I've had my 1916 Spanish Guardia Mauser from Samco for about 20 years now. Took it deer hunting every year until last year, when I heard about the same thing you did. I shot .308 rounds out of it.

Finally got the headspace checked by a gunsmith, and - well, the bolt locked EASILY on "no-go". And we're talking like butter. I snapped the firing pin and will have it hanging on the wall of my office soon.


A crappy, weak action and bad headspace are two entirely different matters.

As far as the age of the action is concerned, that's not a valid arguement. Take for example the Swedish Mauser. MAny were manufactured around the turn of the century, (I owned one that was made in 1902) yet these rifles were designed to fire high pressure rounds. If you don't believe me, check Norma's website and some of their loads.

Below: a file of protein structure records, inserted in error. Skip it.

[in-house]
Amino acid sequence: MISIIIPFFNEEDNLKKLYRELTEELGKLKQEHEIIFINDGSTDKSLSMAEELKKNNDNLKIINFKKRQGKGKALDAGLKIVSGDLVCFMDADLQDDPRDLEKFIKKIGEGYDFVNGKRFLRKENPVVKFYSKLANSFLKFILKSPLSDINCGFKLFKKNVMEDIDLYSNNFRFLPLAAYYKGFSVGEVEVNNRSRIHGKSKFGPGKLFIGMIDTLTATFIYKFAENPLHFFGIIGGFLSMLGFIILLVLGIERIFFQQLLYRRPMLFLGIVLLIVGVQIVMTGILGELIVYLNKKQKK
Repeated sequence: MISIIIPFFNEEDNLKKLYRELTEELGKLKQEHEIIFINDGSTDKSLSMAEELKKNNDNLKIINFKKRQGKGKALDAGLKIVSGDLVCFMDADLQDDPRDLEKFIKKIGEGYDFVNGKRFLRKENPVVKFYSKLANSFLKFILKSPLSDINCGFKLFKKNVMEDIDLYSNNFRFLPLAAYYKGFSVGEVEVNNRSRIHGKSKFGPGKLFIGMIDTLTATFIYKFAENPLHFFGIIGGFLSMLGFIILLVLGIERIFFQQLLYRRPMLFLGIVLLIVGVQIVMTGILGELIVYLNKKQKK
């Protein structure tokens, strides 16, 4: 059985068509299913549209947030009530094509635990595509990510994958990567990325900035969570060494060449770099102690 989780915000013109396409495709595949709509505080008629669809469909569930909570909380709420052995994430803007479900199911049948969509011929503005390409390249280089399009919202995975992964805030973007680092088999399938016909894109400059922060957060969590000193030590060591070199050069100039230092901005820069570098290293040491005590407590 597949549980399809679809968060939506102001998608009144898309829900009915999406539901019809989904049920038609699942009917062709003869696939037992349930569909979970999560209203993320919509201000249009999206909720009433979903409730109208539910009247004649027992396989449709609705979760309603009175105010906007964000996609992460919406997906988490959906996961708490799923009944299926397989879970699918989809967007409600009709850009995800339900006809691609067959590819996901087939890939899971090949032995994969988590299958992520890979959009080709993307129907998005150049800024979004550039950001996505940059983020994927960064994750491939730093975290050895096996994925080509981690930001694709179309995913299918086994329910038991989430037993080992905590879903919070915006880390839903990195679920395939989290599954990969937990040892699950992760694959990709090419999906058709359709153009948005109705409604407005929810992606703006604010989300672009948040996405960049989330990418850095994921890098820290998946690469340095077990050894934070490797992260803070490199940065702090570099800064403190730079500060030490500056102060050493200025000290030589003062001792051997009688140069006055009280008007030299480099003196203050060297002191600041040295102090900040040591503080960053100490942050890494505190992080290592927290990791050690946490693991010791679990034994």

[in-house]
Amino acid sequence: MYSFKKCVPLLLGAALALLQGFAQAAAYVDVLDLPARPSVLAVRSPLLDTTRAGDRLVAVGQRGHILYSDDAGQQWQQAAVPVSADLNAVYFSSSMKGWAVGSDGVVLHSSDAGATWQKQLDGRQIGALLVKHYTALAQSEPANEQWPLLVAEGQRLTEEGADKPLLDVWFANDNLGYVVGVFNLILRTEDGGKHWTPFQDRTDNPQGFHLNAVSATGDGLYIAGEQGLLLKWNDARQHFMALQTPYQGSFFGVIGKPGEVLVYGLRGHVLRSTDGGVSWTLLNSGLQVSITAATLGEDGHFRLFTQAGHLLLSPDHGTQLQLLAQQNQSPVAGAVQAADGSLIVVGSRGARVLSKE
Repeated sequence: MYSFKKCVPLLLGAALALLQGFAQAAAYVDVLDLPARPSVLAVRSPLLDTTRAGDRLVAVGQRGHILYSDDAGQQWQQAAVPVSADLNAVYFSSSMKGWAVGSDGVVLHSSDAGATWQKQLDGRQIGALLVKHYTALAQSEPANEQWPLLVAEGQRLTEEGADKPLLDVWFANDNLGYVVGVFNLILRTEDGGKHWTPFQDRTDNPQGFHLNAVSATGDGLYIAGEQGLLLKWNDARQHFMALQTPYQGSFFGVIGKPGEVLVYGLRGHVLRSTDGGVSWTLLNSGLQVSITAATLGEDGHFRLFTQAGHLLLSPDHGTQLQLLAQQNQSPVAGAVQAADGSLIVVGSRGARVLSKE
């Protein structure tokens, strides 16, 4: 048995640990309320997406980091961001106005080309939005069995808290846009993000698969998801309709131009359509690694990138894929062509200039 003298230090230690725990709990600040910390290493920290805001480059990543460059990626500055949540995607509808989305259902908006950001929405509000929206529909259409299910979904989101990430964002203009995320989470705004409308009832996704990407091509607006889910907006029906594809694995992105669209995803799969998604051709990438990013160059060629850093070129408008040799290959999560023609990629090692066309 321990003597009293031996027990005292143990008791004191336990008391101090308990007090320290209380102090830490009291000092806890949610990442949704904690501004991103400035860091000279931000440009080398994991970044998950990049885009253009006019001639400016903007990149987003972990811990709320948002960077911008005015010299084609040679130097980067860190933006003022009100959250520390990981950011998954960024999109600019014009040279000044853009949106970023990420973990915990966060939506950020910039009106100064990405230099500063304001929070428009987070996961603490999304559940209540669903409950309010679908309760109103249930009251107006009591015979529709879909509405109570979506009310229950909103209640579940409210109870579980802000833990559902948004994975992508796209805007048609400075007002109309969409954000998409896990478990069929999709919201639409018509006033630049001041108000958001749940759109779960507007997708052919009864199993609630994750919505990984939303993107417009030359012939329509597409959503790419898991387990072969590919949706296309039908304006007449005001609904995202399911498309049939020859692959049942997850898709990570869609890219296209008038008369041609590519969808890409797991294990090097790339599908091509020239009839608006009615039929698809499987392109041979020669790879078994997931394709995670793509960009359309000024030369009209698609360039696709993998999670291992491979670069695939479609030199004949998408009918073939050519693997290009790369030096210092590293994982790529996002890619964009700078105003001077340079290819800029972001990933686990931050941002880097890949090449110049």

Likewise the Mosin Nagant. Many of these were made pre-1900 yet they fire the 7.62x54r that's anything but a low pressure round.

Again, I'll eagerly listen to firsthand experience, but pay no attention to the stories of your uncles cousins buddies father-in-law who had problems with the rifle in question.

35W

R.W.Dale
December 23, 2011, 05:17 PM
A crappy elweak action and bad heafspace ARE NOT two diffrrnt things!

How exactly do you figure heafspace goes from good to bad? It does it from soft metal peening and flowing away from the bolt lugs point of contact slowly over time.

I gotta ask 35 do you even own a set of headspace gauges?

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mookiie
December 23, 2011, 05:18 PM
yes my manuals list starting pressure loads at about 37,000 and 40,000 psi would this be a low enough pressure to use?

35 Whelen
December 23, 2011, 05:38 PM
A crappy elweak action and bad heafspace ARE NOT two diffrrnt things!

How exactly do you figure heafspace goes from good to bad? It does it from soft metal peening and flowing away from the bolt lugs point of contact slowly over time.